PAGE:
Crosman Model 1377
By Dennis Adler
Somewhere there’s an old photo of me with one of my very first air pistols, it was taken in the late 1970s and it was only my second air pistol since I was a kid. Back then I was an automotive journalist and editor of a now long forgotten magazine titled Custom Vans. It was in the days before gasoline soared to almost .50 cents a gallon (and those were the good old days), vans were very popular, not as family vehicles for moms to haul the kids to baseball practice (this is before soccer practice), but rather for single guys to cruise around in. These were not tradesmen’s vans with tools and shelves and storage compartments, but customized vans with interiors designed like mobile homes, well not the entire home, just the living room. Others were decked out like lounges, some had rear sunroofs, there was even one I wrote about that had a full bar inside. I’m not sure how that worked with open container laws in California, but I’m digressing. What I want to do is set up a time period in America, a time when service stations still had attendants that pumped your gas, cleaned the windshield and checked under the hood. Imported cars were in the minority and Detroit’s Big Three, (actually Big Four because back then there was still AMC/Jeep) all ruled the automotive roost, on road and off.
Even though I was more interested in cars than guns back then I still had an affinity for air pistols and a .22 caliber semi-auto I had purchased in the early 1970s; a now rare 12-inch barrel length Erma Navy Luger. To get to the point of this whole trip down memory lane, when I decided to get a new air pistol in 1979, I went with one that also had a long barrel like my Navy Luger, a Crosman Model 1377. There was no such thing as a CO2-powered Luger semi-auto with blowback toggle action back then, and air pistols were almost all single shots, though Crosman was pretty innovative in the 1970s offering a revolver styled after the Colt Peacemaker (Crosman Model 36 Frontier) and an S&W-style double action, single action (Model 38C Combat), but their strong suit with air pistols was the traditional single shot pneumatic pump. The Crosman Model 1377 I bought was also known as the “American Classic” a design that had evolved over time since 1947 with the first Crosman Model 105. The Model 1377 was introduced in 1977.
Remarkably, all these years later the Crosman Model 1377 is still manufactured, now as the Model 1377C, which was introduced in 1998. That’s the gun you see here. I bought it from Pyramyd Air at a time when I was deeply involved with writing about air pistols and black powder pistols, the topics for two books that came out in 1998 (Colt Blackpowder) and in 2000, the (1st Edition Blue Book of Airguns).
Evolution has many faces
As many of you have no doubt read in some of Tom Gaylord’s articles, the evolution from black powder cap-and-ball pistols (which had their beginning in the 1830s) to the very earliest metallic cartridges, including the Smith & Wesson patented .22 caliber rimfire, c.1855-1857, have a very significant overlap with the development of early air rifles and gallery guns (shooting galleries at amusement parks and fairs). Air rifles are actually much older than percussion (cap-and-ball) arms; Lewis & Clark carried a .31 caliber air rifle that resembled a traditional flintlock on their famous 1804-1806 Corps of Discovery Expedition from the Mississippi to the Pacific Northwest.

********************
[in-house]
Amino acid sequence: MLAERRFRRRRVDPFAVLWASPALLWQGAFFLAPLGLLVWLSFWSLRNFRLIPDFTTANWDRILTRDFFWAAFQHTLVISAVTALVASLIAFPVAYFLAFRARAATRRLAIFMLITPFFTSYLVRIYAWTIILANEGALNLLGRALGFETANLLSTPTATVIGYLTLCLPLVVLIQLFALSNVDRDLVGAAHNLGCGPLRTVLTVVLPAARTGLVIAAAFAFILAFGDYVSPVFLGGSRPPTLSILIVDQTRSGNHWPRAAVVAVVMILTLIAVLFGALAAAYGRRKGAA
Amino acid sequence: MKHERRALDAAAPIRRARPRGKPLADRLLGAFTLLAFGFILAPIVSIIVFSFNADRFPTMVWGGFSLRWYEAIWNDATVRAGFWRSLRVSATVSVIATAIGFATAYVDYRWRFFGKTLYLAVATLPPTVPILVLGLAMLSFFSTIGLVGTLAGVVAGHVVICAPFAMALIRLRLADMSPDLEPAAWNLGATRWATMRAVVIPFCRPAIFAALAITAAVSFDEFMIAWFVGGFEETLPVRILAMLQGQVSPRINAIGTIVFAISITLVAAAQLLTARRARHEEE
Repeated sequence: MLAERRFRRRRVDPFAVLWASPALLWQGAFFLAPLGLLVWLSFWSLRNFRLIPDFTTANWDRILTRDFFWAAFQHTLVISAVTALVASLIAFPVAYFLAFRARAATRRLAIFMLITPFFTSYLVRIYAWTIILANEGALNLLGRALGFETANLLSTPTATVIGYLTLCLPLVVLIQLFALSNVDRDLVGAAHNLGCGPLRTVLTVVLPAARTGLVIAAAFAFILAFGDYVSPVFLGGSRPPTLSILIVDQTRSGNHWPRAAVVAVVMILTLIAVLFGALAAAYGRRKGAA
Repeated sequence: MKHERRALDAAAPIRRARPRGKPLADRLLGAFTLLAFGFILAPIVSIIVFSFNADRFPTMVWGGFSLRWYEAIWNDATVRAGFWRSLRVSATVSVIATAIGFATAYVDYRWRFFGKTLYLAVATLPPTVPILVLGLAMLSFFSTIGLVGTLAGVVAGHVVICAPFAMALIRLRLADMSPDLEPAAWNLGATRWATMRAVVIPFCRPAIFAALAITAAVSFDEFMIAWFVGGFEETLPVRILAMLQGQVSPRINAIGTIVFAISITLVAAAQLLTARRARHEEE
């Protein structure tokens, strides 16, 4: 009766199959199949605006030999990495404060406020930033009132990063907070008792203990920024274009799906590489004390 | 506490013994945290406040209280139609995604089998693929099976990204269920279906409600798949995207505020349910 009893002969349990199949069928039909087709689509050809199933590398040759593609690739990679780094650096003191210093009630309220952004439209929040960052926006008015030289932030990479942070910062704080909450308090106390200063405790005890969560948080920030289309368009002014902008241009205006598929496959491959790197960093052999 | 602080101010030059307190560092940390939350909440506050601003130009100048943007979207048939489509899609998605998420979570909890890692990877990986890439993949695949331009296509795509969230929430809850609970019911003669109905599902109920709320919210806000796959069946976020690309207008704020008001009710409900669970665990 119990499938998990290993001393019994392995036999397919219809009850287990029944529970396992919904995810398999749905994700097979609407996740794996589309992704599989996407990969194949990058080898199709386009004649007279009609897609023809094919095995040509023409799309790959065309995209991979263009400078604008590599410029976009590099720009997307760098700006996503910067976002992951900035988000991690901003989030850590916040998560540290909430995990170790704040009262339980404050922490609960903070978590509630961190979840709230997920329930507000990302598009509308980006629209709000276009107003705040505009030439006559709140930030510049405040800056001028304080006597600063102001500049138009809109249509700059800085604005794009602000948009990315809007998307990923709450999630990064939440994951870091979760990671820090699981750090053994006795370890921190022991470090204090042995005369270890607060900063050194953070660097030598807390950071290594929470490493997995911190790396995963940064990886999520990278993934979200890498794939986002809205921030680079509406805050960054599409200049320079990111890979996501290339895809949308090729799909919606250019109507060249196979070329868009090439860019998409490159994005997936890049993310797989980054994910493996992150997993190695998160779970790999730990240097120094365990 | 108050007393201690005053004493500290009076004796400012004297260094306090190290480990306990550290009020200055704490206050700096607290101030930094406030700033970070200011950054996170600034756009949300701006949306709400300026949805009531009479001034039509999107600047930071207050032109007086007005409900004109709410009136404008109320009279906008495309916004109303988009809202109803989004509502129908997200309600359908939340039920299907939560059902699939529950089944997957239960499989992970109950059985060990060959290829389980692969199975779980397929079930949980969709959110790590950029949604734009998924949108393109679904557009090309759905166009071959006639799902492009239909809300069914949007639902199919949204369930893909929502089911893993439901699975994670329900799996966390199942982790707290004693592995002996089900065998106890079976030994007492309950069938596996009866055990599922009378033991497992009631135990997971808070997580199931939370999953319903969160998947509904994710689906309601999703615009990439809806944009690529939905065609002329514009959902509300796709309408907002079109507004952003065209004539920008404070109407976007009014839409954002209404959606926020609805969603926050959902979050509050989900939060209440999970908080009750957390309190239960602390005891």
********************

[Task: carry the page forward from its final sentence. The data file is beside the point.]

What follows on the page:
Airguns have as long and as interesting a history as handguns and rifles, which brings me back to the Crosman Model 1377 which remains one of the most popular air pistols ever made after 41 years. Even to this day it is still listed among the top 10 most popular and best-selling air pistols on the market!
Downrange with an Old Friend
With 20 years on the clock I decided to give my old Crosman Model 1377 a quick cleanup, a touch of Pellgun oil and then run chronograph tests with 7.0 grain Meisterkugeln lead wadcutters and lighter weight Sig Sauer alloy wadcutters, the first time this gun has ever fired an alloy pellet. The first test shots with the 7.0 grain cleared the screens at an average of 454 fps. The alloy pellets raised the average to 501 fps. This was all shot with five pumps per shot. If you want a little more energy, 10 pumps will give you around 550 fps with lead wadcutters and 600 fps with alloy. It will also give your hands a good workout.
For my accuracy test I stepped back to 10 meters with the 10.25 inch rifled steel barrel shot a best 10-rounds measuring 1.65 inches in the 10 and bullseye, with a best five shots grouped in the center at 1.4 inches, including a trio overlapping through the bullseye at 0.68 inches. The adjustable rear sight was right where I had left it years ago and still holding at 6 o’clock on the target. So, when I go on about airgun technology, blowback action, authenticity to centerfire counterparts and how far we have come with the design and manufacturing of airguns, and as many of you lament, not far enough, or fast enough, let the Crosman Model 1377 remind us (including me) that just because something is old, and appears out-of-date, doesn’t mean that it is. Sometimes the past is perfect. I’ve certainly changed since 1998, but the Crosman Model 1377 hasn’t.